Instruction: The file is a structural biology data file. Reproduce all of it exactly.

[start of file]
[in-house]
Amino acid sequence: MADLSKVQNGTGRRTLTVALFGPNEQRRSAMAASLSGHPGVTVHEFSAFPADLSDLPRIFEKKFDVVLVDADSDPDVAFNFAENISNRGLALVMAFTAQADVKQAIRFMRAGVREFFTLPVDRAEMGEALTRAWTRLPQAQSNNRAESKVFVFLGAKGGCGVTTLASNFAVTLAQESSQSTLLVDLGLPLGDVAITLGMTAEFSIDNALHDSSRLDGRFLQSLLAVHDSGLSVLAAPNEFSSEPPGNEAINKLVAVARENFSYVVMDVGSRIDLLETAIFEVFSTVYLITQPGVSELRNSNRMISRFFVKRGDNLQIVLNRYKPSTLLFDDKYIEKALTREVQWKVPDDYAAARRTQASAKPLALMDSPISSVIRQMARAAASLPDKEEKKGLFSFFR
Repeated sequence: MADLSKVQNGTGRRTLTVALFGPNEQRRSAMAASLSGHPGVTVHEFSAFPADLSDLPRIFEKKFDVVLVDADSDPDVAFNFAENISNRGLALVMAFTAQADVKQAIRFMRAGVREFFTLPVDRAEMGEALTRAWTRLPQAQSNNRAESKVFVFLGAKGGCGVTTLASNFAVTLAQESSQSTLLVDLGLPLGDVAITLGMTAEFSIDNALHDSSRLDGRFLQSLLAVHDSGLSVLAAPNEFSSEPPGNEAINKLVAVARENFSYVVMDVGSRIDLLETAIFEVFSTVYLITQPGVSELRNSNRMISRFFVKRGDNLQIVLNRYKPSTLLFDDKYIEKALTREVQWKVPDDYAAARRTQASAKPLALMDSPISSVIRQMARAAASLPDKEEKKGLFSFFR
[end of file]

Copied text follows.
[in-house]
Amino acid sequence: MADLSKVQNGTGRRTLTVALFGPNEQRRSAMAASLSGHPGVTVHEFSAFPADLSDLPRIFEKKFDVVLVDADSDPDVAFNFAENISNRGLALVMAFTAQADVKQAIRFMRAGVREFFTLPVDRAEMGEALTRAWTRLPQAQSNNRAESKVFVFLGAKGGCGVTTLASNFAVTLAQESSQSTLLVDLGLPLGDVAITLGMTAEFSIDNALHDSSRLDGRFLQSLLAVHDSGLSVLAAPNEFSSEPPGNEAINKLVAVARENFSYVVMDVGSRIDLLETAIFEVFSTVYLITQPGVSELRNSNRMISRFFVKRGDNLQIVLNRYKPSTLLFDDKYIEKALTREVQWKVPDDYAAARRTQASAKPLALMDSPISSVIRQMARAAASLPDKEEKKGLFSFFR
Repeated sequence: MADLSKVQNGTGRRTLTVALFGPNEQRRSAMAASLSGHPGVTVHEFSAFPADLSDLPRIFEKKFDVVLVDADSDPDVAFNFAENISNRGLALVMAFTAQADVKQAIRFMRAGVREFFTLPVDRAEMGEALTRAWTRLPQAQSNNRAESKVFVFLGAKGGCGVTTLASNFAVTLAQESSQSTLLVDLGLPLGDVAITLGMTAEFSIDNALHDSSRLDGRFLQSLLAVHDSGLSVLAAPNEFSSEPPGNEAINKLVAVARENFSYVVMDVGSRIDLLETAIFEVFSTVYLITQPGVSELRNSNRMISRFFVKRGDNLQIVLNRYKPSTLLFDDKYIEKALTREVQWKVPDDYAAARRTQASAKPLALMDSPISSVIRQMARAAASLPDKEEKKGLFSFFR